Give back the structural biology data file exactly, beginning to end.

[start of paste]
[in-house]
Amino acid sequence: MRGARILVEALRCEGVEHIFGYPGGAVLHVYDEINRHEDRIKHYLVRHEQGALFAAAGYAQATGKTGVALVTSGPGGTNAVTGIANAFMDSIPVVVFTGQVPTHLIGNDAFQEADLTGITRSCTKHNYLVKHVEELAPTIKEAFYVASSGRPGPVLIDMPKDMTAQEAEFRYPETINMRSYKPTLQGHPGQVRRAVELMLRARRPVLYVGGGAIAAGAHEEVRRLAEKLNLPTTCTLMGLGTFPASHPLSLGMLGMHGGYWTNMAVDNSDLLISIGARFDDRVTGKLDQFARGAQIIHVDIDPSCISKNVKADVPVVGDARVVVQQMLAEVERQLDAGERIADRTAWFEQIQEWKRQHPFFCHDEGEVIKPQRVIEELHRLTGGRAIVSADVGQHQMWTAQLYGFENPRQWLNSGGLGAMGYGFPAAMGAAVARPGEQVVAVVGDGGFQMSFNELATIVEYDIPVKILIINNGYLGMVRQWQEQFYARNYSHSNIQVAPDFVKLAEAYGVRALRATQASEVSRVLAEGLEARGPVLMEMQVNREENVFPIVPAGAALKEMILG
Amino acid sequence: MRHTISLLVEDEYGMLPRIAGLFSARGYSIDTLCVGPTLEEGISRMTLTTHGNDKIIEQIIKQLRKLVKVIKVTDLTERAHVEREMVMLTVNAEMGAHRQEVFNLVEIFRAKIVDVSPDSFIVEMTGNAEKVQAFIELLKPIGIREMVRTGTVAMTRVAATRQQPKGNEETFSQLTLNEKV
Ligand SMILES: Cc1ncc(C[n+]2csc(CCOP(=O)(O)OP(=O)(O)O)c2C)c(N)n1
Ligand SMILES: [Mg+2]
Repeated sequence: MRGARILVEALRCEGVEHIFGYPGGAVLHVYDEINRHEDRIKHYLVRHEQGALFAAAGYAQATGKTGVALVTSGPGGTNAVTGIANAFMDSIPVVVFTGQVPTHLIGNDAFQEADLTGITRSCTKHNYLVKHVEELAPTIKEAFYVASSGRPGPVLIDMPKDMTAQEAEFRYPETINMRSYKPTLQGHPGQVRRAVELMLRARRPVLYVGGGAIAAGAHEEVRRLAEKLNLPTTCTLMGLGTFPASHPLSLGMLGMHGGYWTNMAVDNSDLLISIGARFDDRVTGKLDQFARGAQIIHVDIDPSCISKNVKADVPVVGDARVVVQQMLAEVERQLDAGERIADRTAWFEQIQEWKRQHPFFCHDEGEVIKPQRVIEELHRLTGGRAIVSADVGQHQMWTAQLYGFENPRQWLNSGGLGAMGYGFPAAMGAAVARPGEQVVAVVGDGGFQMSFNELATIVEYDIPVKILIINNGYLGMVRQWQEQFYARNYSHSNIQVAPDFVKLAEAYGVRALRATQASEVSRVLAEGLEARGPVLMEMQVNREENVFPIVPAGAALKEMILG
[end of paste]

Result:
[in-house]
Amino acid sequence: MRGARILVEALRCEGVEHIFGYPGGAVLHVYDEINRHEDRIKHYLVRHEQGALFAAAGYAQATGKTGVALVTSGPGGTNAVTGIANAFMDSIPVVVFTGQVPTHLIGNDAFQEADLTGITRSCTKHNYLVKHVEELAPTIKEAFYVASSGRPGPVLIDMPKDMTAQEAEFRYPETINMRSYKPTLQGHPGQVRRAVELMLRARRPVLYVGGGAIAAGAHEEVRRLAEKLNLPTTCTLMGLGTFPASHPLSLGMLGMHGGYWTNMAVDNSDLLISIGARFDDRVTGKLDQFARGAQIIHVDIDPSCISKNVKADVPVVGDARVVVQQMLAEVERQLDAGERIADRTAWFEQIQEWKRQHPFFCHDEGEVIKPQRVIEELHRLTGGRAIVSADVGQHQMWTAQLYGFENPRQWLNSGGLGAMGYGFPAAMGAAVARPGEQVVAVVGDGGFQMSFNELATIVEYDIPVKILIINNGYLGMVRQWQEQFYARNYSHSNIQVAPDFVKLAEAYGVRALRATQASEVSRVLAEGLEARGPVLMEMQVNREENVFPIVPAGAALKEMILG
Amino acid sequence: MRHTISLLVEDEYGMLPRIAGLFSARGYSIDTLCVGPTLEEGISRMTLTTHGNDKIIEQIIKQLRKLVKVIKVTDLTERAHVEREMVMLTVNAEMGAHRQEVFNLVEIFRAKIVDVSPDSFIVEMTGNAEKVQAFIELLKPIGIREMVRTGTVAMTRVAATRQQPKGNEETFSQLTLNEKV
Ligand SMILES: Cc1ncc(C[n+]2csc(CCOP(=O)(O)OP(=O)(O)O)c2C)c(N)n1
Ligand SMILES: [Mg+2]
Repeated sequence: MRGARILVEALRCEGVEHIFGYPGGAVLHVYDEINRHEDRIKHYLVRHEQGALFAAAGYAQATGKTGVALVTSGPGGTNAVTGIANAFMDSIPVVVFTGQVPTHLIGNDAFQEADLTGITRSCTKHNYLVKHVEELAPTIKEAFYVASSGRPGPVLIDMPKDMTAQEAEFRYPETINMRSYKPTLQGHPGQVRRAVELMLRARRPVLYVGGGAIAAGAHEEVRRLAEKLNLPTTCTLMGLGTFPASHPLSLGMLGMHGGYWTNMAVDNSDLLISIGARFDDRVTGKLDQFARGAQIIHVDIDPSCISKNVKADVPVVGDARVVVQQMLAEVERQLDAGERIADRTAWFEQIQEWKRQHPFFCHDEGEVIKPQRVIEELHRLTGGRAIVSADVGQHQMWTAQLYGFENPRQWLNSGGLGAMGYGFPAAMGAAVARPGEQVVAVVGDGGFQMSFNELATIVEYDIPVKILIINNGYLGMVRQWQEQFYARNYSHSNIQVAPDFVKLAEAYGVRALRATQASEVSRVLAEGLEARGPVLMEMQVNREENVFPIVPAGAALKEMILG